May 6, 2018

Adult Bible Study Online

A current connection to each week's session


Giving from a Generous Heart
Exodus 35:20-29; 2 Corinthians 9:6-8

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The subject of generosity has great potential for debate. While in some churches and denominations the subject of money can spark competitive activity, in others the subject of money is taboo. Church traditions and cultural assumptions often shape these attitudes. One area of debate continues to be the use of money for church buildings versus for humanitarian aid.

The people in the book of Exodus lived in a closely knit community where God was the ruler and Moses was God’s representative. As a result, the people paid their taxes/tithes to God. So in Exodus 35:20-29, we see the Israelites coming together to build a tabernacle. This is somewhat similar to the cathedral builders of the Middle Ages.

The early Christian church seldom constructed buildings for worship. Offerings were mostly taken to support poor members and others in need. Paul’s appeal in 2 Corinthians may be related to a famine in Palestine, the needs of the Jerusalem congregation, and the desire to show gratitude to the mother church. One suspects that Paul especially targets the Corinthian church because of its conspicuous wealth.

Given that the New Testament rarely refers to church buildings, the Reformation leaders tended to shy away from large, elaborate structures. In some cases, the murals from pre-Reformation churches were whitewashed, and statues and ornaments were removed. Some older churches were destroyed.

In northern Europe, expressions of religious art inspired by historical, biblical events generally became a matter of private/special interest, or an occasional “frill” when times were good. Churches continued to be built, often as a way of bringing communities together. My home church, an impressive structure, was designed and largely constructed by members of the congregation.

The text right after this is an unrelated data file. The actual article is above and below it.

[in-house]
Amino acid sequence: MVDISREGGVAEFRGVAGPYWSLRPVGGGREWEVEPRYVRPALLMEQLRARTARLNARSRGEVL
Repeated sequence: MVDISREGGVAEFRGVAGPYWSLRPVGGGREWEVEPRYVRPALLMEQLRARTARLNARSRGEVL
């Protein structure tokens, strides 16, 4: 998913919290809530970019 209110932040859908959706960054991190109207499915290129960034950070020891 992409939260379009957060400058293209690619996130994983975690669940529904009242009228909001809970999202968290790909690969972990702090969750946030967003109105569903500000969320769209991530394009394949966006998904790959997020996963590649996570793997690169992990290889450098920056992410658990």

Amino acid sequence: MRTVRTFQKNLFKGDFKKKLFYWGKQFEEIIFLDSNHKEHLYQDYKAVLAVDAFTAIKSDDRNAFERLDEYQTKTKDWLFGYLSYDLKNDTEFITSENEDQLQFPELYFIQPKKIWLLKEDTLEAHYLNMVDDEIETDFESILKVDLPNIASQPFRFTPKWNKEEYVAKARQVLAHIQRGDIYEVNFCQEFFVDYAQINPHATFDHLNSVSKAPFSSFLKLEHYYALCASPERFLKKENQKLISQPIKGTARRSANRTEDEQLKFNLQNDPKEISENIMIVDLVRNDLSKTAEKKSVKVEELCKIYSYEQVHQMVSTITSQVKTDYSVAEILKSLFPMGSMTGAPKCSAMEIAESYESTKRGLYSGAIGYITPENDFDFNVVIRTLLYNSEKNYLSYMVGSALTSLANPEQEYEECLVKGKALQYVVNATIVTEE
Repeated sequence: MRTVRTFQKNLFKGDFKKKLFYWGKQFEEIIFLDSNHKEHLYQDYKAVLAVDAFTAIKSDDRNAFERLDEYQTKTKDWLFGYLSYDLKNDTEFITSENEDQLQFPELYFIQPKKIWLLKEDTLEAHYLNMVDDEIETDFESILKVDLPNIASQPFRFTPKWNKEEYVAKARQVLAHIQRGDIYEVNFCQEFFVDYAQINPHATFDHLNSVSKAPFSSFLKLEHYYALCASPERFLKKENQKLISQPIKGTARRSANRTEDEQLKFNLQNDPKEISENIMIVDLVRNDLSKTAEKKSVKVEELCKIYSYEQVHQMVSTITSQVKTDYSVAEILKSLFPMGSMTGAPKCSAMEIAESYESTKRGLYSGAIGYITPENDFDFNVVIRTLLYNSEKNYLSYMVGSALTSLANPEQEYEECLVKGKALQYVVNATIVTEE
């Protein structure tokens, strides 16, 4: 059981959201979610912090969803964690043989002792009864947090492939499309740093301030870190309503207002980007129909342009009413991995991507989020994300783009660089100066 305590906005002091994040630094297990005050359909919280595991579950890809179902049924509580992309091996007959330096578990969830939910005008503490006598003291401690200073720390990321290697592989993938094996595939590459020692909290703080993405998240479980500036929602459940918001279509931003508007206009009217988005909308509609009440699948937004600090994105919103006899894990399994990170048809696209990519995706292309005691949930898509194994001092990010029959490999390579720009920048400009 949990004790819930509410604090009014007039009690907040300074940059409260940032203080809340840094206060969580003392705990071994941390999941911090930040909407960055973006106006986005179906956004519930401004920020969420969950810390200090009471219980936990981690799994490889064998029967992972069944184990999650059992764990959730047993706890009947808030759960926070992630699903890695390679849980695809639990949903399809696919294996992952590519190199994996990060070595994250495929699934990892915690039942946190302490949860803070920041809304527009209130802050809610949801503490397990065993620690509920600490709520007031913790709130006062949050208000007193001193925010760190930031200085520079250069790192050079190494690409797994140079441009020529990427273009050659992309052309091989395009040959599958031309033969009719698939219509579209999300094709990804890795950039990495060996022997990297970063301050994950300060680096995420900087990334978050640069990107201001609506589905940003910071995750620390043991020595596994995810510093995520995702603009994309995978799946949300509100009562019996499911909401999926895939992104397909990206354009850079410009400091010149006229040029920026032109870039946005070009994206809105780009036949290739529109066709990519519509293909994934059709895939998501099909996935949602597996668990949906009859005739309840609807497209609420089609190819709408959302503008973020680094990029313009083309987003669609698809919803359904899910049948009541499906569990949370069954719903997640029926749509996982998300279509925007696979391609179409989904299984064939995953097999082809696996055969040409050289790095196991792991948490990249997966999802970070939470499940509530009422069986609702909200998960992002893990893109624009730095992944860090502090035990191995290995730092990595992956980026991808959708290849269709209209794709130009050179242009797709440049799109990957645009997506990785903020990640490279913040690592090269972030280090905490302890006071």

Paul’s instructions to the Corinthians are somewhat like today’s pleas for foreign aid or disaster relief. That is, they are a matter of practical humanitarian concern. This may reflect a slight shift from the Old Testament focus on “fearing God” to the New Testament emphasis on “loving your neighbor.” But perhaps the two are not so opposed that beautiful buildings and humanitarian aid are always mutually exclusive.

  • Why might generosity and “cheerful giving” be “iffy” subjects in many churches?
  • Explain how there might be tensions between art/beauty in worship buildings and in appeals for humanitarian aid.

—Kevin McCabe, Kmccabe57@hotmail.com

© 2018

Kevin McCabe is a writer, teacher, and poet. He was formerly an instructor in Classics at several universities, and has also been the author and editor of two books on Lucy Maud Montgomery and a number of works on the history and literature of the Niagara Peninsula. Kevin is a member of Grace Mennonite Church in St. Catharines where he lives with his wife and two daughters.

This article supplements Adult Bible Study, a quarterly Bible curriculum for adults. Adult Bible Study provides in-depth, challenging Bible study from an Anabaptist-Mennonite perspective, written by an intercultural group of pastors, teachers, professors, and leaders across Canada and the United States. Sessions include daily Bible readings, resources for additional study, and free downloadable resources.

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